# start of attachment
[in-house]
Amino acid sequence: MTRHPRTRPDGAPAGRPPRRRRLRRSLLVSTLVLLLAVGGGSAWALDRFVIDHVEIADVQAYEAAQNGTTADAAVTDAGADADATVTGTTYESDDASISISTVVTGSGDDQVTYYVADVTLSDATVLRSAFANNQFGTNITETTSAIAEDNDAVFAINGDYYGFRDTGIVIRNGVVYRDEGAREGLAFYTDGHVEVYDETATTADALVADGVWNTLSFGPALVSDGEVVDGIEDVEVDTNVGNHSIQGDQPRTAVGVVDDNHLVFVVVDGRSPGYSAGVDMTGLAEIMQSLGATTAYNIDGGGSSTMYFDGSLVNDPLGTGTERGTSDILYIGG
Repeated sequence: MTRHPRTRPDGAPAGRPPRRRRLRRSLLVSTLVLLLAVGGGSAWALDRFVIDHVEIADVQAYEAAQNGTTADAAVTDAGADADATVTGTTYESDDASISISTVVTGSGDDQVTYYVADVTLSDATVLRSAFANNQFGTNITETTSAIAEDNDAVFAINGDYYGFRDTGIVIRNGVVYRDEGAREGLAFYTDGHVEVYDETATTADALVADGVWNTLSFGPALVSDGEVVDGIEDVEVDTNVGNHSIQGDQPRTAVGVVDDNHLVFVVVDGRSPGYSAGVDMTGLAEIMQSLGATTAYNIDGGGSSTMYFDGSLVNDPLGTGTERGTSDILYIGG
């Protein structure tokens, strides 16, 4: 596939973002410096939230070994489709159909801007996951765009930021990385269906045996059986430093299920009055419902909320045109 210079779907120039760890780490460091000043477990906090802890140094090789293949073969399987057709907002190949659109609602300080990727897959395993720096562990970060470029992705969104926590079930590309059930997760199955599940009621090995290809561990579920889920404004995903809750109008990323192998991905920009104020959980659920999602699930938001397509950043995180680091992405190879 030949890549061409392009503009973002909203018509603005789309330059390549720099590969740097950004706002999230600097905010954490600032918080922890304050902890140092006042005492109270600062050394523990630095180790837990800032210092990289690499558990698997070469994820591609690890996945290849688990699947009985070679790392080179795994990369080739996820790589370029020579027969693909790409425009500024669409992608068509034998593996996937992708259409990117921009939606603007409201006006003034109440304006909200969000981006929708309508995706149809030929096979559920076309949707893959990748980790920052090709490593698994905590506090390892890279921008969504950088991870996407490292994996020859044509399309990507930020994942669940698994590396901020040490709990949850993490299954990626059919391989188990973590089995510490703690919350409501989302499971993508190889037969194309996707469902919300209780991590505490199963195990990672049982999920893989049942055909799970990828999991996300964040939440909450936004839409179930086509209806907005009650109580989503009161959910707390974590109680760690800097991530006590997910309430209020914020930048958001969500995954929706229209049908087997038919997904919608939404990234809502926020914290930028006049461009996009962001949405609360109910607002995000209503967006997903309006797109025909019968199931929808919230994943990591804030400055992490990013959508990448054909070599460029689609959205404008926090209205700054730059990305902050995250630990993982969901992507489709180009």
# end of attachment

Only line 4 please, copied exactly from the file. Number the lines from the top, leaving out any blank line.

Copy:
């Protein structure tokens, strides 16, 4: 596939973002410096939230070994489709159909801007996951765009930021990385269906045996059986430093299920009055419902909320045109 210079779907120039760890780490460091000043477990906090802890140094090789293949073969399987057709907002190949659109609602300080990727897959395993720096562990970060470029992705969104926590079930590309059930997760199955599940009621090995290809561990579920889920404004995903809750109008990323192998991905920009104020959980659920999602699930938001397509950043995180680091992405190879 030949890549061409392009503009973002909203018509603005789309330059390549720099590969740097950004706002999230600097905010954490600032918080922890304050902890140092006042005492109270600062050394523990630095180790837990800032210092990289690499558990698997070469994820591609690890996945290849688990699947009985070679790392080179795994990369080739996820790589370029020579027969693909790409425009500024669409992608068509034998593996996937992708259409990117921009939606603007409201006006003034109440304006909200969000981006929708309508995706149809030929096979559920076309949707893959990748980790920052090709490593698994905590506090390892890279921008969504950088991870996407490292994996020859044509399309990507930020994942669940698994590396901020040490709990949850993490299954990626059919391989188990973590089995510490703690919350409501989302499971993508190889037969194309996707469902919300209780991590505490199963195990990672049982999920893989049942055909799970990828999991996300964040939440909450936004839409179930086509209806907005009650109580989503009161959910707390974590109680760690800097991530006590997910309430209020914020930048958001969500995954929706229209049908087997038919997904919608939404990234809502926020914290930028006049461009996009962001949405609360109910607002995000209503967006997903309006797109025909019968199931929808919230994943990591804030400055992490990013959508990448054909070599460029689609959205404008926090209205700054730059990305902050995250630990993982969901992507489709180009």